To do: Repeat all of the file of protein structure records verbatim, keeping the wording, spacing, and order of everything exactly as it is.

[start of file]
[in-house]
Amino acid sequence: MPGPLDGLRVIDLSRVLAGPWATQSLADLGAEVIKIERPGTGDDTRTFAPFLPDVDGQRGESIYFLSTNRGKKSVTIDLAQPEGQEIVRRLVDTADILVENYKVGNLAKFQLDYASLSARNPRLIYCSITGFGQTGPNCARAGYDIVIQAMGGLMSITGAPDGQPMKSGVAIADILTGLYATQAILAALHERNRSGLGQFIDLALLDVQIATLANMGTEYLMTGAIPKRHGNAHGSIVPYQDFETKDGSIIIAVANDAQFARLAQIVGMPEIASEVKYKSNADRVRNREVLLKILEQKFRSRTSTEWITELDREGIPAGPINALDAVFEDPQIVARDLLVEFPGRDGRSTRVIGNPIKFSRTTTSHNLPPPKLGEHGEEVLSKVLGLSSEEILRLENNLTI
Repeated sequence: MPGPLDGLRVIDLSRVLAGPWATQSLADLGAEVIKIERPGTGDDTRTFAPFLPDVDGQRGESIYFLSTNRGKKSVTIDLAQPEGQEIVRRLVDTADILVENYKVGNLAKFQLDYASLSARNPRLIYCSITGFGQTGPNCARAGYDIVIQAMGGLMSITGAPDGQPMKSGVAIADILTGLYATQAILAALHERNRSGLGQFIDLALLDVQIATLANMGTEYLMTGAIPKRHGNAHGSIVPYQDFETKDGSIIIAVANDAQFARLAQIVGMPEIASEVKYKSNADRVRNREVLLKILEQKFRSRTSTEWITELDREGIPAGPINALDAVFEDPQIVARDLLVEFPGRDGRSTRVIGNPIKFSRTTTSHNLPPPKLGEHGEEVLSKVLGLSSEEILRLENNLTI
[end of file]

[in-house]
Amino acid sequence: MPGPLDGLRVIDLSRVLAGPWATQSLADLGAEVIKIERPGTGDDTRTFAPFLPDVDGQRGESIYFLSTNRGKKSVTIDLAQPEGQEIVRRLVDTADILVENYKVGNLAKFQLDYASLSARNPRLIYCSITGFGQTGPNCARAGYDIVIQAMGGLMSITGAPDGQPMKSGVAIADILTGLYATQAILAALHERNRSGLGQFIDLALLDVQIATLANMGTEYLMTGAIPKRHGNAHGSIVPYQDFETKDGSIIIAVANDAQFARLAQIVGMPEIASEVKYKSNADRVRNREVLLKILEQKFRSRTSTEWITELDREGIPAGPINALDAVFEDPQIVARDLLVEFPGRDGRSTRVIGNPIKFSRTTTSHNLPPPKLGEHGEEVLSKVLGLSSEEILRLENNLTI
Repeated sequence: MPGPLDGLRVIDLSRVLAGPWATQSLADLGAEVIKIERPGTGDDTRTFAPFLPDVDGQRGESIYFLSTNRGKKSVTIDLAQPEGQEIVRRLVDTADILVENYKVGNLAKFQLDYASLSARNPRLIYCSITGFGQTGPNCARAGYDIVIQAMGGLMSITGAPDGQPMKSGVAIADILTGLYATQAILAALHERNRSGLGQFIDLALLDVQIATLANMGTEYLMTGAIPKRHGNAHGSIVPYQDFETKDGSIIIAVANDAQFARLAQIVGMPEIASEVKYKSNADRVRNREVLLKILEQKFRSRTSTEWITELDREGIPAGPINALDAVFEDPQIVARDLLVEFPGRDGRSTRVIGNPIKFSRTTTSHNLPPPKLGEHGEEVLSKVLGLSSEEILRLENNLTI